Oil Prices Drop to Three-Week Low

By Stephanie Yang and Neanda Salvaterra Features Dow Jones Newswires

Oil prices fell to a three-week low on Monday, hurt by a stronger U.S. dollar and troubling signs of lower demand.

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Light, sweet crude for September delivery settled down $1.23, or 2.5%, to $47.59 a barrel on the New York Mercantile Exchange, its biggest one-day loss in over a month and the lowest close since July 24. Brent, the global benchmark, lost $1.37, or 2.6%, to $50.73 a barrel.

July data showing a drop in crude demand from Chinese refiners put pressure on the market Monday, analysts said. According to Guttman Energy, the amount of product refined in China in July was at the lowest monthly level since September 2016.

A stronger dollar also weighed on oil prices, analysts noted. The WSJ Dollar Index, which measures the U.S. currency against 16 others, rose 0.3% to 86.25.

Prices reversed gains from earlier in the day, after U.S. oil futures traded as high as $49.16 a barrel. Oil has been susceptible to bearish sentiment despite a recent rally, as investors have remained doubtful of the global oil cartel's ability to ease a yearslong glut.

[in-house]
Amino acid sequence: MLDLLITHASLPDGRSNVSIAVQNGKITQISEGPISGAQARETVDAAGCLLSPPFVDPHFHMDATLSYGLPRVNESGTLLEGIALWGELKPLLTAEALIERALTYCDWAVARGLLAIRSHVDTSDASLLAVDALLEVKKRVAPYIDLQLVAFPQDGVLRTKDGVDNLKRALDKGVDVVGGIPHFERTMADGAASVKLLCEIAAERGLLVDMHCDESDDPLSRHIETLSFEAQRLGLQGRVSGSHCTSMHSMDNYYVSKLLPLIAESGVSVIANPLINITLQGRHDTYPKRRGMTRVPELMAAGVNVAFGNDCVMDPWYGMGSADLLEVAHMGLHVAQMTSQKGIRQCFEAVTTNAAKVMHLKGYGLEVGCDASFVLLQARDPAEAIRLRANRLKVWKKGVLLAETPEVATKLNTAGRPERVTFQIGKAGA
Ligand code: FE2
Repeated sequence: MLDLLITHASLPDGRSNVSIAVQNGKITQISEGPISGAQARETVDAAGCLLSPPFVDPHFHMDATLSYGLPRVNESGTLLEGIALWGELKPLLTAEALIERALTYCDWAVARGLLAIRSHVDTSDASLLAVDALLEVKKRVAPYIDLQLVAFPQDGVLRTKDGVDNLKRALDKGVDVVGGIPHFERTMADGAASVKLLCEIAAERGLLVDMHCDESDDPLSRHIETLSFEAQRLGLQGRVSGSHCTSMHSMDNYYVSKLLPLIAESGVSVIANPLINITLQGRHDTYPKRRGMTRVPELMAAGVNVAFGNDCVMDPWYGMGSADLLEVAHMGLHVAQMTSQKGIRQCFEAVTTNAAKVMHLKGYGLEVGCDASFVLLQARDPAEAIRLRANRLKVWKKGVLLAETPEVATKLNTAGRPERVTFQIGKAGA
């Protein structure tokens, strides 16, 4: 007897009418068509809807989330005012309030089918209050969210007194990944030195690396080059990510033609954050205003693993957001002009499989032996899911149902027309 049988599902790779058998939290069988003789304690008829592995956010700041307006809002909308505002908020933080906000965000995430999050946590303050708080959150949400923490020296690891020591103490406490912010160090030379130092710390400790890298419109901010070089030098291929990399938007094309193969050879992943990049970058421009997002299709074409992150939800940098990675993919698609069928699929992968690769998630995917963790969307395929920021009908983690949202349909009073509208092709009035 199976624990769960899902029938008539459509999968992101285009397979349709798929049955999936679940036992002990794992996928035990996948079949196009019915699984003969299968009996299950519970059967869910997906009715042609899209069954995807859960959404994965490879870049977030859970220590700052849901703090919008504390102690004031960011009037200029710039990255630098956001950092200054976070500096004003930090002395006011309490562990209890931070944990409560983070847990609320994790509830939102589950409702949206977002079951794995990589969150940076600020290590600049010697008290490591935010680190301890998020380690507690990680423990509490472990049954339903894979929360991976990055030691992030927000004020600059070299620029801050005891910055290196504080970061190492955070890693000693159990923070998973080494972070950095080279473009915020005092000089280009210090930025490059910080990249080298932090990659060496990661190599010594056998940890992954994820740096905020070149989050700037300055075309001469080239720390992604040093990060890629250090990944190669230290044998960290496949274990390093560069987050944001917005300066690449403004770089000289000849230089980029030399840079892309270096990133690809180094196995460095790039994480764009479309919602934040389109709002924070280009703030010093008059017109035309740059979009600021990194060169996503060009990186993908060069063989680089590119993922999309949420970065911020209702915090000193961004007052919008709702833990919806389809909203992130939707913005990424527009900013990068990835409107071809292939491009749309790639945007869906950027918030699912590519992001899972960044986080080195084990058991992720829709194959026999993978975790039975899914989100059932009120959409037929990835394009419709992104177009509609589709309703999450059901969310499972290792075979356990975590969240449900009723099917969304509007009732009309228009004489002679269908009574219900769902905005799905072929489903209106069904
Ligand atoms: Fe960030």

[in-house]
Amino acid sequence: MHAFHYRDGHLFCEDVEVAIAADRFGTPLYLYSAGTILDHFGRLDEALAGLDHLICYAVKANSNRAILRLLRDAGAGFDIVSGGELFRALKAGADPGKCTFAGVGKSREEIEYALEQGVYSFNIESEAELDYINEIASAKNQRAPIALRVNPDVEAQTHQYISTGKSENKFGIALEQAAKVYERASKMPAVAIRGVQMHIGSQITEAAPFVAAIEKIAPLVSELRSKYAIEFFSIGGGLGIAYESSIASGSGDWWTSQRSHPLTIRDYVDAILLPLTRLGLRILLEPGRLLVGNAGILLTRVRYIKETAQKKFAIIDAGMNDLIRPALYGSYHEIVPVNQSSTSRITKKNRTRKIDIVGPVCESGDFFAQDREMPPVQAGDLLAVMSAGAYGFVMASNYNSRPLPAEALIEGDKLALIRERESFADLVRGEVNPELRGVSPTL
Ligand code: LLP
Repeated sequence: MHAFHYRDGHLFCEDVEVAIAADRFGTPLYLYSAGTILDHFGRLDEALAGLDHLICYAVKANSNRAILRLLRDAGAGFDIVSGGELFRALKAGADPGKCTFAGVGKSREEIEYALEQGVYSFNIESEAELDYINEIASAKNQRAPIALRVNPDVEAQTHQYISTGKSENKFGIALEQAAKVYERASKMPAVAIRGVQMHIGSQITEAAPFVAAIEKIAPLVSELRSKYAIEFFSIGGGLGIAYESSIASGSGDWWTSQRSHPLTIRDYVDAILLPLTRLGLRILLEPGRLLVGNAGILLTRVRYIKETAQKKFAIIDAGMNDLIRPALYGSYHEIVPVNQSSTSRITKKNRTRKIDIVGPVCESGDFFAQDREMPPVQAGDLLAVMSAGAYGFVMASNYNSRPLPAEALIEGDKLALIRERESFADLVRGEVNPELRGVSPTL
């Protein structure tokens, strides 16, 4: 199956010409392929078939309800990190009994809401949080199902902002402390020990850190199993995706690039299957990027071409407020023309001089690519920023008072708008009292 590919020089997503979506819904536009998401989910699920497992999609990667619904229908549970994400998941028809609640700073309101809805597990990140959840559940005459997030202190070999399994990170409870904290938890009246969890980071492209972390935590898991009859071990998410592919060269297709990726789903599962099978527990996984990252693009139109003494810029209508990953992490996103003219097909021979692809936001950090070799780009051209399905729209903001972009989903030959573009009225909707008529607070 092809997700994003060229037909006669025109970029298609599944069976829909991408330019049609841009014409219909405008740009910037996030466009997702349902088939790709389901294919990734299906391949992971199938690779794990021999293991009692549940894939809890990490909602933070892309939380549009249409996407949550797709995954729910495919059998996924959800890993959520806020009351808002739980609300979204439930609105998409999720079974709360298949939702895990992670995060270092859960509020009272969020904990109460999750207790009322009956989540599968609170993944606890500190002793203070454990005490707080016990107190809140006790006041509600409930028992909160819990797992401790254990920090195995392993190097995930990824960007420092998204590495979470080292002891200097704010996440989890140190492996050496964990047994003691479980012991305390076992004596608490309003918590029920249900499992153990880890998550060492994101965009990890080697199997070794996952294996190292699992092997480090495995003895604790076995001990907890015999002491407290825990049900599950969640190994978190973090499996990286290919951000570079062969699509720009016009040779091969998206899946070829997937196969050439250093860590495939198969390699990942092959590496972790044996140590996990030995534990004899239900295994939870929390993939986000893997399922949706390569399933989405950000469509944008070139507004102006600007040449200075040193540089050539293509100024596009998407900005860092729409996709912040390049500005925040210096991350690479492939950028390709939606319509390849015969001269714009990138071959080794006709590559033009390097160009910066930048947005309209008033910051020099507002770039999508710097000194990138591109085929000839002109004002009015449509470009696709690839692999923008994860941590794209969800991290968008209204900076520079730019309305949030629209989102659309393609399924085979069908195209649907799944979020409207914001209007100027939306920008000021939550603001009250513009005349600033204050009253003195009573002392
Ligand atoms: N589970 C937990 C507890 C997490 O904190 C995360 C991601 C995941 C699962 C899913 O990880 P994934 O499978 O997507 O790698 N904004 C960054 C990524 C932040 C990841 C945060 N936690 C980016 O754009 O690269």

"One day of data is not enough of a shift to impact oil prices in either direction," said Dominick Chirichella, an analyst at the Energy Management Institute, in a Monday note. "However, it does demonstrate the high level of uncertainty and skepticism that continues to engulf the global oil markets."

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Oil has treaded water in recent weeks as investors assess supply and demand figures to determine how close the oil market is to global rebalancing. U.S. crude inventories have steadily declined over the past two months, helping to support prices. However, uncertainty over U.S. shale activity and the Organization of the Petroleum Exporting Countries' output have capped gains at just under $50 a barrel.

"It's just a choppy market," said Jim Ritterbusch, president of energy-advisory firm Ritterbusch & Associates.

Since 2016, OPEC and a handful of nations outside the cartel have agreed to cut supply in an attempt to boost prices and help rebalance the market. However, recent data show that compliance among participants has been slipping.

"We are just waiting and watching. I think a lot of people are doing that. We don't really know what to do," said Mark Waggoner, president of Excel Futures. "We're trying to short rallies on crude, I think that's the way to go," added Mr. Waggoner, who said he is waiting for oil to rise above $50 a barrel before taking a short position.

Gasoline futures fell 2.3% to $1.5767 a gallon and diesel futures fell 1.8% to $1.6057 a gallon.

Write to Stephanie Yang at stephanie.yang@wsj.com and Neanda Salvaterra at neanda.salvaterra@wsj.com

(END) Dow Jones Newswires

August 14, 2017 17:54 ET (21:54 GMT)